S. Africa's Namibia policy: talk peace . . . and wield big stick

South Africa's formula for negotiating a settlement in Namibia (South-West Africa) apparently is to talk and wield a big stick at the same time.

Amid fragile negotiations and mounting optimism that an independence agreement is achievable, South Africa this week mounted one of its most damaging raids against SWAPO (South-West Africa People's Organization) guerrillas in 16 years of warfare over Namibia.

The attack -- against rebel bases in Angola, a country that is now a central party in the settlement talks -- rekindles skepticism over whether Pretoria really wants to relinquish control of the mineral-rich territory on its northern border.

Splashed across South African newspapers Aug. 11 were pictures of some of the 15 South African soldiers killed in the raid against SWAPO forces in southern Angola. During that battle, and in a raid one day earlier, 314 SWAPO guerrillas were killed, according to the South African Defense Force.

The offensive in Angola comes at a particularly sensitive time and could have important repercussions. Western negotiators are trying to create conditions in which Angola, SWAPO, and South Africa can all take a step back from the conflict , while not appearing to be giving in to others' demands. A steady stream of reports here has predicted some form of cease-fire in the near future.

But South Africa's military incursion -- a major one considering the level of fatalities -- could complicate matters.

''It certainly adds a further question mark to the whole process,'' comments one knowledgeable analyst.

Pretoria has sought to justify the attack as a retaliation against the ''double standards'' of SWAPO -- standards South Africa alleges are shown in secret documents that it says prove SWAPO was stockpiling arms, planning political assassinations, and ordering major acts of sabotage in Namibia in advance of a settlement.

The South African Defense Force said that the operation in Angola has been going on over the ''past weeks,'' confirming recent allegations to the same effect by Angola. The forces have not indicated they plan to stop such raids.

But this week's attack could make it more difficult for Angola to send home Cuban troops. South Africa is demanding removal of the Cuban force as part of a settlement.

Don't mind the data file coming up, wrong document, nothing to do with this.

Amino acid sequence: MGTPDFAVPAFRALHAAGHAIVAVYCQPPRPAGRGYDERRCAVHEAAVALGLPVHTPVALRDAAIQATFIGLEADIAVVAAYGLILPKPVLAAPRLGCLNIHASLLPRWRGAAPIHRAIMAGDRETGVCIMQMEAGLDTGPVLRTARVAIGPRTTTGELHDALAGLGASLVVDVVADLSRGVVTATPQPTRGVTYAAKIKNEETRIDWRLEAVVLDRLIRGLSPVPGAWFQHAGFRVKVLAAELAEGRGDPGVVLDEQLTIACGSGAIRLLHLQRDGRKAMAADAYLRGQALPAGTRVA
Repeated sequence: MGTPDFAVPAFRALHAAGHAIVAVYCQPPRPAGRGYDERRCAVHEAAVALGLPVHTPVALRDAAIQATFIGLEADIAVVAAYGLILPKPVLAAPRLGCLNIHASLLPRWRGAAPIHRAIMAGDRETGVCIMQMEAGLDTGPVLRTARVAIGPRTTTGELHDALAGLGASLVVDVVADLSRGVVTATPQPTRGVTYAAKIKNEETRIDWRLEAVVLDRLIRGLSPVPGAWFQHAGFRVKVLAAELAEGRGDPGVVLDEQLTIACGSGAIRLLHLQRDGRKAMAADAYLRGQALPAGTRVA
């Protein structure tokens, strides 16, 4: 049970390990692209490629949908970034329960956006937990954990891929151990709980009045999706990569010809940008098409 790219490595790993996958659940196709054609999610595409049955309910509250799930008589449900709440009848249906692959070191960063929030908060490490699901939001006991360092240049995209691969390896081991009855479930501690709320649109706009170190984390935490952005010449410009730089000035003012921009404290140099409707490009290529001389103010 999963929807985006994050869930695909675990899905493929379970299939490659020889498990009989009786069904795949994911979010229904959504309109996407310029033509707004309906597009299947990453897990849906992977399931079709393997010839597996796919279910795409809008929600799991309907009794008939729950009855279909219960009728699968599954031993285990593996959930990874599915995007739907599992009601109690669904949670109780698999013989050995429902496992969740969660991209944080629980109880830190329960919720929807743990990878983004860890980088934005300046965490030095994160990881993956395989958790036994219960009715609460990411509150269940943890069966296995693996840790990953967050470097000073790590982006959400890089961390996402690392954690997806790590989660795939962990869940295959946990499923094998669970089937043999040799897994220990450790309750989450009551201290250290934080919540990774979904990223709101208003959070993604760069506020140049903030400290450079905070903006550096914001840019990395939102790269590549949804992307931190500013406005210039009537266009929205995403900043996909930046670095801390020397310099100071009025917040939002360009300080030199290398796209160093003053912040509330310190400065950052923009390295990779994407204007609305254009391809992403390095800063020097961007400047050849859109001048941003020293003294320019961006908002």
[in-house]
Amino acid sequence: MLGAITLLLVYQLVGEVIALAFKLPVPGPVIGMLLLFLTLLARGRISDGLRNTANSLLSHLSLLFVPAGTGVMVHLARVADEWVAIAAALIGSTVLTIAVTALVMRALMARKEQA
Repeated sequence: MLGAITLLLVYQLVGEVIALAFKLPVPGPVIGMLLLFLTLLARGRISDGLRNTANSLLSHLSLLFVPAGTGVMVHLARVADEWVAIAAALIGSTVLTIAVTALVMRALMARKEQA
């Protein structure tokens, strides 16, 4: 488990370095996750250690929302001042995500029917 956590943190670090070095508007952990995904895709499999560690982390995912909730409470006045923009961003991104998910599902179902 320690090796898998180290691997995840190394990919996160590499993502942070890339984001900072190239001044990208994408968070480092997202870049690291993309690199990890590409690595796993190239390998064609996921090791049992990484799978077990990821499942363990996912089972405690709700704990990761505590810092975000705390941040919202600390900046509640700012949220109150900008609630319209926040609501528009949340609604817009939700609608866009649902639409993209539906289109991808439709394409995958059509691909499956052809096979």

Cuban withdrawal is not formally linked to negotiations for a Namibia election, but South Africa's demands have made it a central issue. South Africa insists the troops, estimated to number between 15,000 and 20,000, would influence an election and be a threat to any new government in Namibia. Pretoria wants them out before a vote.

But Angola, pointing to repeated South African raids on its soil and Pretoria's military intervention in the Angolan civil war in 1975, says the Cubans are needed for protection against South Africa.

This threat, as seen by Angola, has an internal dimension, too. South Africa is widely recognized as providing support to the UNITA (National Union for the Total Independence of Angola) forces fighting the government in the territory.

Angolan President Jose Eduardo dos Santos' position is reported to be that he wants some form of assurances or guarantees that South Africa will stop invading his country before sending home the Cubans. Some resolution of the internal threat from UNITA is also regarded by analysts as important since sending the Cubans home might weaken the government's position internally.

The recent raid into Angola could also heighten mistrust between South Africa and SWAPO. Mistrust is already considered a serious obstacle to a settlement.

The loss of 15 South African servicemen is the largest loss of life in a single incident for Pretoria since the war began.

Yet there remains no visible and widespread antiwar feeling among South African whites. Within the dominant Afrikaans community, the war is still seen as ''just'' despite the United Nations' view that South Africa is occupying Namibia illegally, analysts here say.

There are a number of other questions to be resolved before Namibia could become independent. These include the withdrawal of South African forces from the territory and SWAPO forces from the border area, establishment of a United Nations transition assistance group to monitor the election process, UN impartiality in light of its recognition of SWAPO as the ''sole, authentic'' representative of the territory, and the precise voting scheme to be employed.

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